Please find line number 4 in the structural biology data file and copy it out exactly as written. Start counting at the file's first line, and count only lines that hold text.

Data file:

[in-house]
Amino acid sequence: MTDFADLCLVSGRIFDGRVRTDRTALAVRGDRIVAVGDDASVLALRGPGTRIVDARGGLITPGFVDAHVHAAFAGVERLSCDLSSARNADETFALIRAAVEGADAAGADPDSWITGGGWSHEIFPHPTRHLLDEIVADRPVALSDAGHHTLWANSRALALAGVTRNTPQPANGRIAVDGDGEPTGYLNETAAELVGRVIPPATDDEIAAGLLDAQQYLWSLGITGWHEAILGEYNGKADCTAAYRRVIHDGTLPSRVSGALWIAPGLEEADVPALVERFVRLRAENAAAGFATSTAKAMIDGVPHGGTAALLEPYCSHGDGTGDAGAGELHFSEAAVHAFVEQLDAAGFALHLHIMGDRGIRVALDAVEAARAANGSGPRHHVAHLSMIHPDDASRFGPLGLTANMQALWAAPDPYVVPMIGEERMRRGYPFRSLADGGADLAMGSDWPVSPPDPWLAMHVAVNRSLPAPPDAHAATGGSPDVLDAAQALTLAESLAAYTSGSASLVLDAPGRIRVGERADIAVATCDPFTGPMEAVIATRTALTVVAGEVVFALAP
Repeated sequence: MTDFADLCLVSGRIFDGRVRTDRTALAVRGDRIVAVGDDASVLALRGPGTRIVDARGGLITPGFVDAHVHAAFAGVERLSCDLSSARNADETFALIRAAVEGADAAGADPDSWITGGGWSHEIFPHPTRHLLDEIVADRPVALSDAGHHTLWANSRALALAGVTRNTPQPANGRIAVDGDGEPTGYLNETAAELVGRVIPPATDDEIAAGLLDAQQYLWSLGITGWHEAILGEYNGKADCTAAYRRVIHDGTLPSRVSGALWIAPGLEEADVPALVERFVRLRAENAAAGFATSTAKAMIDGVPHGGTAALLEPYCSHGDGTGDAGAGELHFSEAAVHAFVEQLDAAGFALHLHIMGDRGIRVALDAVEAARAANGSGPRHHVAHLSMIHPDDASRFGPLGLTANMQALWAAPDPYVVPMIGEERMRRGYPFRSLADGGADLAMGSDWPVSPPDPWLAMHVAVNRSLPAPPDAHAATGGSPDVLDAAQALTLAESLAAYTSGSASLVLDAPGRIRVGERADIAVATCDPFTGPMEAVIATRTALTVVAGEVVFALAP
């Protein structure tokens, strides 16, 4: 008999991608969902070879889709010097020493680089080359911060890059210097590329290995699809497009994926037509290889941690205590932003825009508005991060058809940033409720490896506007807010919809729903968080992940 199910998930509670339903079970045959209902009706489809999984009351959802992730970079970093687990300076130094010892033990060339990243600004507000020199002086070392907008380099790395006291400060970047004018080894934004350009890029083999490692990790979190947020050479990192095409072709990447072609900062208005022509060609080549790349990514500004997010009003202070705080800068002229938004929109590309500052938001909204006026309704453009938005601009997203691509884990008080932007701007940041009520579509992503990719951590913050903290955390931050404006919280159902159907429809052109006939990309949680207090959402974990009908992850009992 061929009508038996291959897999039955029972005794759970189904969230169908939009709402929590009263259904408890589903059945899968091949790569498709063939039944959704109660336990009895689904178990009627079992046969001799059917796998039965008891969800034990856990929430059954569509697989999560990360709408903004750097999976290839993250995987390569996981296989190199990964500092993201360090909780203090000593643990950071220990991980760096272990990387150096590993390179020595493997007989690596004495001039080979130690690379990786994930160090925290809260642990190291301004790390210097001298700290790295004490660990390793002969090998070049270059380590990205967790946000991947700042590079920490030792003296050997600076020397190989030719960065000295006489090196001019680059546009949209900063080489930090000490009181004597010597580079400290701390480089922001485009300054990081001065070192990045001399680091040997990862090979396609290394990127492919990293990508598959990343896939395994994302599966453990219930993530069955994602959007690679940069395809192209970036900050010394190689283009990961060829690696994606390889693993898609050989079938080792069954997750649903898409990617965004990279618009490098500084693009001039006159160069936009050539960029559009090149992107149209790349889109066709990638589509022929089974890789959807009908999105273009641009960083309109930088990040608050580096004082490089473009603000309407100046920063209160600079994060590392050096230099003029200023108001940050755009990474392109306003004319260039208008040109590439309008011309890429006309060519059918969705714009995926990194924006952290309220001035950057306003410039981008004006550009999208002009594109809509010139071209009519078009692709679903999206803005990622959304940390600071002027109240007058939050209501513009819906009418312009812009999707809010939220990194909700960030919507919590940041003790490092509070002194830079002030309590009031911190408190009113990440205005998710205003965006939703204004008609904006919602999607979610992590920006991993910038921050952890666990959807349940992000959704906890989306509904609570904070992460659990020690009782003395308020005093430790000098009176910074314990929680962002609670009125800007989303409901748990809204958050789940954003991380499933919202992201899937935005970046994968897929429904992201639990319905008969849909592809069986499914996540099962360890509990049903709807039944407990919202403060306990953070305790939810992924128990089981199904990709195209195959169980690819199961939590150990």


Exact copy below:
């Protein structure tokens, strides 16, 4: 008999991608969902070879889709010097020493680089080359911060890059210097590329290995699809497009994926037509290889941690205590932003825009508005991060058809940033409720490896506007807010919809729903968080992940 199910998930509670339903079970045959209902009706489809999984009351959802992730970079970093687990300076130094010892033990060339990243600004507000020199002086070392907008380099790395006291400060970047004018080894934004350009890029083999490692990790979190947020050479990192095409072709990447072609900062208005022509060609080549790349990514500004997010009003202070705080800068002229938004929109590309500052938001909204006026309704453009938005601009997203691509884990008080932007701007940041009520579509992503990719951590913050903290955390931050404006919280159902159907429809052109006939990309949680207090959402974990009908992850009992 061929009508038996291959897999039955029972005794759970189904969230169908939009709402929590009263259904408890589903059945899968091949790569498709063939039944959704109660336990009895689904178990009627079992046969001799059917796998039965008891969800034990856990929430059954569509697989999560990360709408903004750097999976290839993250995987390569996981296989190199990964500092993201360090909780203090000593643990950071220990991980760096272990990387150096590993390179020595493997007989690596004495001039080979130690690379990786994930160090925290809260642990190291301004790390210097001298700290790295004490660990390793002969090998070049270059380590990205967790946000991947700042590079920490030792003296050997600076020397190989030719960065000295006489090196001019680059546009949209900063080489930090000490009181004597010597580079400290701390480089922001485009300054990081001065070192990045001399680091040997990862090979396609290394990127492919990293990508598959990343896939395994994302599966453990219930993530069955994602959007690679940069395809192209970036900050010394190689283009990961060829690696994606390889693993898609050989079938080792069954997750649903898409990617965004990279618009490098500084693009001039006159160069936009050539960029559009090149992107149209790349889109066709990638589509022929089974890789959807009908999105273009641009960083309109930088990040608050580096004082490089473009603000309407100046920063209160600079994060590392050096230099003029200023108001940050755009990474392109306003004319260039208008040109590439309008011309890429006309060519059918969705714009995926990194924006952290309220001035950057306003410039981008004006550009999208002009594109809509010139071209009519078009692709679903999206803005990622959304940390600071002027109240007058939050209501513009819906009418312009812009999707809010939220990194909700960030919507919590940041003790490092509070002194830079002030309590009031911190408190009113990440205005998710205003965006939703204004008609904006919602999607979610992590920006991993910038921050952890666990959807349940992000959704906890989306509904609570904070992460659990020690009782003395308020005093430790000098009176910074314990929680962002609670009125800007989303409901748990809204958050789940954003991380499933919202992201899937935005970046994968897929429904992201639990319905008969849909592809069986499914996540099962360890509990049903709807039944407990919202403060306990953070305790939810992924128990089981199904990709195209195959169980690819199961939590150990």